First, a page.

Center for Problem-Oriented Policing

Understanding Your Local Problem

The information provided above is only a generalized description of ATM robbery. You must combine the basic facts with a more specific understanding of your local problem. Analyzing the local problem carefully will help you design a more effective response strategy.

Asking the Right Questions

The following are some critical questions you should ask in analyzing your particular problem of ATM robbery, even if the answers are not always readily available. Your answers to these and other questions will help you choose the most appropriate set of responses later on.

Incidents

  • How many robberies are related to ATMs? (When counting incidents, remember that a few ATM robbery victims will also have been assaulted, raped, kidnapped, or murdered, and the incident will be classified by the more serious offense. These more serious offenses may not significantly alter the statistical picture of the problem, but they may well have a significant effect on the public's fear of ATM robbery.) Mapping techniques alone will not reveal the relationship between robberies and ATMs—some robberies occur away from ATMs after offenders follow ATM customers, while some robberies only coincidentally occur near ATMs. You will need to review the entire police reports to determine how robberies and ATMs are related.
  • What percentage of all robberies in your jurisdiction are ATM robberies? What percentage of street robberies are ATM robberies?
  • What percentage of ATM robberies and attempted robberies do you estimate are reported to police?
  • Is the current incidence of ATM robberies increasing or decreasing?
  • Which pattern of ATM robbery is most common? Robbery near ATMs after withdrawals? Robbery away from ATMs after withdrawals? Forced withdrawals? Offenders use stolen ATM cards? Other valuables stolen at ATMs?
  • Have any civil suits resulting from ATM robberies been filed against ATM operators in your jurisdiction? If so, what can you learn about the problem from these civil suits? (For example, what were the specific claims against the vendors? Did they relate to inadequate security measures or ATM locations? Who prevailed in the suits, and on what grounds?)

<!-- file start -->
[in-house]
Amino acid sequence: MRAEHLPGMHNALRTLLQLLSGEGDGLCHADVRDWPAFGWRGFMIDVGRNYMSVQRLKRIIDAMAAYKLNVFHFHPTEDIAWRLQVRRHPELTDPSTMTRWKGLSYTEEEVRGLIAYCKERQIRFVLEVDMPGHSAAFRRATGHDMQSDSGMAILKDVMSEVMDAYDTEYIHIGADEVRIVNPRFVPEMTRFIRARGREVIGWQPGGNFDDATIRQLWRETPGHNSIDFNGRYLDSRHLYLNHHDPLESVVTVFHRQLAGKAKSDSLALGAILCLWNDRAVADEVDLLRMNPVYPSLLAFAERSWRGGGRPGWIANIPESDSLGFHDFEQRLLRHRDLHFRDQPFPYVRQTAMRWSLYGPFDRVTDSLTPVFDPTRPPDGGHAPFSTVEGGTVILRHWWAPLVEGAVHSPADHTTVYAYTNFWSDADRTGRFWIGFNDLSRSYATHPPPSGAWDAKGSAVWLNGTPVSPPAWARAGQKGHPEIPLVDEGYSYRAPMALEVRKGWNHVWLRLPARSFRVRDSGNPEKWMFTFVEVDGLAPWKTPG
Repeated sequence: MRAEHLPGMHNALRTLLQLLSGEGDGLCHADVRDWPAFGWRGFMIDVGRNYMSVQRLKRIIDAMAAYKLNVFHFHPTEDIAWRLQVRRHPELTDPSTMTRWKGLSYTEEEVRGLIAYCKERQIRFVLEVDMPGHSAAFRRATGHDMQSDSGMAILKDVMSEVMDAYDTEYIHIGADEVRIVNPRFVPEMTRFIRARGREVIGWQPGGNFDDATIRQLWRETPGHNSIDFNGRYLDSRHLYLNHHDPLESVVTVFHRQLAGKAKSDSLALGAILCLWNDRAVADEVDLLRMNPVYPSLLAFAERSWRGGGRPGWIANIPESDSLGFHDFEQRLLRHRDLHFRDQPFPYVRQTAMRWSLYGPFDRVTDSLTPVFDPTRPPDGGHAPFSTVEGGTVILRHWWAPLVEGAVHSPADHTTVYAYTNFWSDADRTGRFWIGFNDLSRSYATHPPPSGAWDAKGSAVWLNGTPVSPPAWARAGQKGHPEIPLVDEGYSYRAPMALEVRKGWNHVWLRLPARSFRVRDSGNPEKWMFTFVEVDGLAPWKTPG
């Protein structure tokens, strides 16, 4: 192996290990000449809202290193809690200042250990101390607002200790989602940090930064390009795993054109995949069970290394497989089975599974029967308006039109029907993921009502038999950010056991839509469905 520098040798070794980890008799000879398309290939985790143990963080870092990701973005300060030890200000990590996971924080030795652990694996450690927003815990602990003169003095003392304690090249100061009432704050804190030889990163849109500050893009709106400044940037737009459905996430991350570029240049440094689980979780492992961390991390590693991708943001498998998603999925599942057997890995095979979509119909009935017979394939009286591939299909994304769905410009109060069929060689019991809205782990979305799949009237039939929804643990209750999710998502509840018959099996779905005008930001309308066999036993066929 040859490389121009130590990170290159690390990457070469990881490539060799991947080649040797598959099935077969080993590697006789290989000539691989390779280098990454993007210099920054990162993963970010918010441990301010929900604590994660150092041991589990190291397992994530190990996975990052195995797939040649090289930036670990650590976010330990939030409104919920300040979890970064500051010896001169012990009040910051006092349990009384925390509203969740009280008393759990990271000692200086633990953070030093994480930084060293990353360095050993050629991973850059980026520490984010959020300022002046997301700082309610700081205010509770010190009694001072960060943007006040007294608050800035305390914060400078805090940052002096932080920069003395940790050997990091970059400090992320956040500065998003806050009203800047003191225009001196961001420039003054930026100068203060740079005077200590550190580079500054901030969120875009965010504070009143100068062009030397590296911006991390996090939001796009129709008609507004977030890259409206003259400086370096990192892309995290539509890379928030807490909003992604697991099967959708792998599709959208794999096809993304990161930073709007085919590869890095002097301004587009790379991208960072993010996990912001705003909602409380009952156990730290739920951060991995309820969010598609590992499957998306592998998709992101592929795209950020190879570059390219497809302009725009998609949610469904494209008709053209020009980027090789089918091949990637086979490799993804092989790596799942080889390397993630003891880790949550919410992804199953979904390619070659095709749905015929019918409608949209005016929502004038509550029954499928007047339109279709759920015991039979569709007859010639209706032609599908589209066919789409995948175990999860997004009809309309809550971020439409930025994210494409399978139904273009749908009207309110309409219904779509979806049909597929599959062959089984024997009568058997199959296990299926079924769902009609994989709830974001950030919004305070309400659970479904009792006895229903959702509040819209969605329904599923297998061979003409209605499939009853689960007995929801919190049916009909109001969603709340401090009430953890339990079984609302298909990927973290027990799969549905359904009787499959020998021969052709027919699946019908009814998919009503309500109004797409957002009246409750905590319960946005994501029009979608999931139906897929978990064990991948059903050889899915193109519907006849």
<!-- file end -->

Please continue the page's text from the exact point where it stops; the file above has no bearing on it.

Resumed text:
Victims

  • Who are the victims? Are there any noticeable demographic patterns among them? Age? Gender? Occupation?
  • Are there repeat robbery victims?
  • What percentage of victims are injured during robberies? How serious are the injuries?
  • How do victims typically react to demands for their money? Do they resist or comply? If they resist, how do they do so? How do offenders respond to victims' actions?
  • What percentage of attempted robberies are thwarted by the victim? By others intervening?
  • How much money do victims typically lose?
  • Do victims follow the standard safety precautions? (See response 7 in the following section for examples of standard safety precautions for ATM users.) If not, which ones are not followed? Why do victims say they fail to follow certain safety precautions?
  • Are victims usually alone when robbed?

Offenders

  • Do the offenders specialize in ATM robbery, or do they commit other types of crime as well?
  • What percentage of ATM robberies are committed by repeat offenders? How prolific are the worst offenders? Are there any common characteristics of repeat ATM robbers? How do ATM-robber characteristics compare with those of other robbers?
  • Do offenders usually work alone?
  • What types of weapons do offenders use or threaten to use?
  • What percentage of offenders commit robbery for money to buy drugs? What percentage are intoxicated by drugs or alcohol during the robbery? What drugs are most commonly associated with ATM robbery? (Local data on arrestees' drug usage, if available, may provide partial answers to these questions.)